Ok, so tell me you don’t feel older, now that James Garner has passed away.
Someone once said that the cultural things you love most throughout your life – music, art, TV, movies – are the things you loved first as a child, and then again as a young adult. For those of us Over-60-types, James Garner was the bridge between the ‘50s and the ‘70s, when so many of us were kids, and when so many of us finally came of age.
Starting in 1957, when on Sunday nights we huddled in front of the TV, begging our parents to switch to this new show on ABC, about a guy who played cards, drew slow, and always tried to avoid a fight. For our parents, it meant giving up on Ed Sullivan, who in a similar way was their Bret Maverick, someone they’d grown up listening to on the radio, then watched on TV.
But because we were so adorable, millions of American families eventually made that switch. And shortly thereafter, “Maverick” became first among equals in the stable of Warner Bros-produced TV Westerns that dominated the small screen. But of all of them, it was “Maverick” that endured, in large part because it didn’t want to be like all the others. At times, making great fun of the very genre it represented. Check out an episode called “Gun-Shy”. A hilarious, but affectionate take on “Gunsmoke”, complete with a bumbling “Matt Dillon”, a mumbling “Doc”, and a gimpy “Chester”, who limped on one leg in one scene, then on the other in the next.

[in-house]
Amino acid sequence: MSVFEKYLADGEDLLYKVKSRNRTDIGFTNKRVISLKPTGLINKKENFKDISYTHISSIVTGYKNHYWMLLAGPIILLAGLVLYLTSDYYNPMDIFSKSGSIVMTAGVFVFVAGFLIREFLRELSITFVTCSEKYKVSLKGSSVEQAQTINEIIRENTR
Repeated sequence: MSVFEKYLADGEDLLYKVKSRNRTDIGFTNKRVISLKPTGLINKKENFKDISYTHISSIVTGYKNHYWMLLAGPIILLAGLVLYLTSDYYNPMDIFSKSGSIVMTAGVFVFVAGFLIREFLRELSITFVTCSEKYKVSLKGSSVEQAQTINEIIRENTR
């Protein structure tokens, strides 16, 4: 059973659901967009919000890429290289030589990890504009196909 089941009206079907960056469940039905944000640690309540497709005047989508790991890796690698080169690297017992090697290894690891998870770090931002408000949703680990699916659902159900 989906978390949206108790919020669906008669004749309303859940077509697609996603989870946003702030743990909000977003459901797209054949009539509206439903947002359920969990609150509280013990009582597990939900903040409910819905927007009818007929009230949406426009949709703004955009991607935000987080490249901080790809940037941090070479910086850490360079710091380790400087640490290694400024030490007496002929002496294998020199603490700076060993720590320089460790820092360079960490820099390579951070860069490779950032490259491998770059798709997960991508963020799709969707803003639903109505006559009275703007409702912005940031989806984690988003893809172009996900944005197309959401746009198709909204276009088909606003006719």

Then time went by, the ‘50’s became the ‘60’s and the TV Western made its slow ride into the sunset, replaced by the Sit-Com. But that was OK, at least we got Andy Taylor, Rob Petrie and Mary Richards in the bargain.
And then the ‘70’s arrived, and with it the TV detective. But first among equals was James Scott Rockford, of 23 Cove Road in Malibu. He made living in a trailer trendy. It helped, of course, that the rig was parked at Paradise Cove, with the ocean just steps away.
At the time, I was living in the western San Fernando Valley and it was quite the cool thing to drive through Malibu Canyon, then up Pacific Coast Highway, to the Sandcastles restaurant on the other side of the parking lot. Of course, devoting an hour every Friday night at 9:00 to watch “The Rockford Files” on NBC, meant changing the mating habits of us young, twenty-somethings. But that’s OK, date nights could just as easily be Saturday nights, too. Right?
Both Bret Maverick and Jim Rockford were the children of Roy Huggins, one of the legendary producers in all of television. A man who, in the decade in between, also created yet another of TV’s most memorable characters, Dr. Richard Kimble of “The Fugitive”.
I was thinking about James Garner just a while back, when much of the national conversation was about the 50th anniversary of the signing of the Civil Rights Act in 1964. One of the iconic photos of the era that reshaped our national conscience was taken a year before, at the March on Washington. Out front was Dr. Martin Luther King, surrounded by other civil rights leaders of that time. But right behind them were three of Hollywood’s biggest stars, three white guys: Paul Newman, Burt Lancaster…
…And James Garner.
In character and in life, he was larger than the rest of us.
Thank you, Mr. Garner.
About the blogger: Don Marsh is a professional speaker and marketing consultant. He is also a child of the ‘50s who is still not quite sure what he wants to be when he grows up…